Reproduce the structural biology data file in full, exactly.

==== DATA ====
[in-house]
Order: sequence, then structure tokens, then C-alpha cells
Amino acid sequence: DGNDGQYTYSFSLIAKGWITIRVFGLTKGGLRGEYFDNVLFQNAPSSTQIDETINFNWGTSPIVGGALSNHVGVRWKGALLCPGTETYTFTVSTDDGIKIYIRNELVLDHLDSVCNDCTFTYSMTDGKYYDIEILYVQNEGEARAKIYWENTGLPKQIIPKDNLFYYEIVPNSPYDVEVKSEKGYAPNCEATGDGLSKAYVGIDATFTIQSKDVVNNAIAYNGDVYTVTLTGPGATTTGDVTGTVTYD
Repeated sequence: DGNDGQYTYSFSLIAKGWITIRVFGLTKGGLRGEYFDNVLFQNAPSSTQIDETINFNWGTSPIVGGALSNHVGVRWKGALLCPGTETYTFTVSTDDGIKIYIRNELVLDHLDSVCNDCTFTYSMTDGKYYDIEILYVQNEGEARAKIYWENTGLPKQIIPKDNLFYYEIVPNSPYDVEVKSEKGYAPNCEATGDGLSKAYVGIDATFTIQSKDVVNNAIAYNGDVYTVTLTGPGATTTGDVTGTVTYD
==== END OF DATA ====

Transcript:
[in-house]
Order: sequence, then structure tokens, then C-alpha cells
Amino acid sequence: DGNDGQYTYSFSLIAKGWITIRVFGLTKGGLRGEYFDNVLFQNAPSSTQIDETINFNWGTSPIVGGALSNHVGVRWKGALLCPGTETYTFTVSTDDGIKIYIRNELVLDHLDSVCNDCTFTYSMTDGKYYDIEILYVQNEGEARAKIYWENTGLPKQIIPKDNLFYYEIVPNSPYDVEVKSEKGYAPNCEATGDGLSKAYVGIDATFTIQSKDVVNNAIAYNGDVYTVTLTGPGATTTGDVTGTVTYD
Repeated sequence: DGNDGQYTYSFSLIAKGWITIRVFGLTKGGLRGEYFDNVLFQNAPSSTQIDETINFNWGTSPIVGGALSNHVGVRWKGALLCPGTETYTFTVSTDDGIKIYIRNELVLDHLDSVCNDCTFTYSMTDGKYYDIEILYVQNEGEARAKIYWENTGLPKQIIPKDNLFYYEIVPNSPYDVEVKSEKGYAPNCEATGDGLSKAYVGIDATFTIQSKDVVNNAIAYNGDVYTVTLTGPGATTTGDVTGTVTYD